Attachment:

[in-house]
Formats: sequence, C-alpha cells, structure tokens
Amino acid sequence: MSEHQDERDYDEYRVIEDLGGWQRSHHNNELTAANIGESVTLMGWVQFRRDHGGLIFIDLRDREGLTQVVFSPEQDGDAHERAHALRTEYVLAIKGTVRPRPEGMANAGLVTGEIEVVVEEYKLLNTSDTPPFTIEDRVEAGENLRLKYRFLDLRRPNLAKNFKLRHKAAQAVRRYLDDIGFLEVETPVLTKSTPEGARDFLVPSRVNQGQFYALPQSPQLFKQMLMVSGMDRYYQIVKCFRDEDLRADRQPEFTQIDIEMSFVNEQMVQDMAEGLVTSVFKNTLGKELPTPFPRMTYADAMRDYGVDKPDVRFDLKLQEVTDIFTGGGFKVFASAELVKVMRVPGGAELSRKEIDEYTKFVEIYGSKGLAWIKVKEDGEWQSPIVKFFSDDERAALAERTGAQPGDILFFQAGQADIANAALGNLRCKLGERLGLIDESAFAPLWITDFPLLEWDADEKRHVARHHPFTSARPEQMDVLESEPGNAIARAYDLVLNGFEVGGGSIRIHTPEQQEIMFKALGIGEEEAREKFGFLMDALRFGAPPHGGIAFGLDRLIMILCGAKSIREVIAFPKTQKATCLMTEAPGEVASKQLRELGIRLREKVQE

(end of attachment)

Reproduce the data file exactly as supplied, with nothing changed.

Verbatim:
[in-house]
Formats: sequence, C-alpha cells, structure tokens
Amino acid sequence: MSEHQDERDYDEYRVIEDLGGWQRSHHNNELTAANIGESVTLMGWVQFRRDHGGLIFIDLRDREGLTQVVFSPEQDGDAHERAHALRTEYVLAIKGTVRPRPEGMANAGLVTGEIEVVVEEYKLLNTSDTPPFTIEDRVEAGENLRLKYRFLDLRRPNLAKNFKLRHKAAQAVRRYLDDIGFLEVETPVLTKSTPEGARDFLVPSRVNQGQFYALPQSPQLFKQMLMVSGMDRYYQIVKCFRDEDLRADRQPEFTQIDIEMSFVNEQMVQDMAEGLVTSVFKNTLGKELPTPFPRMTYADAMRDYGVDKPDVRFDLKLQEVTDIFTGGGFKVFASAELVKVMRVPGGAELSRKEIDEYTKFVEIYGSKGLAWIKVKEDGEWQSPIVKFFSDDERAALAERTGAQPGDILFFQAGQADIANAALGNLRCKLGERLGLIDESAFAPLWITDFPLLEWDADEKRHVARHHPFTSARPEQMDVLESEPGNAIARAYDLVLNGFEVGGGSIRIHTPEQQEIMFKALGIGEEEAREKFGFLMDALRFGAPPHGGIAFGLDRLIMILCGAKSIREVIAFPKTQKATCLMTEAPGEVASKQLRELGIRLREKVQE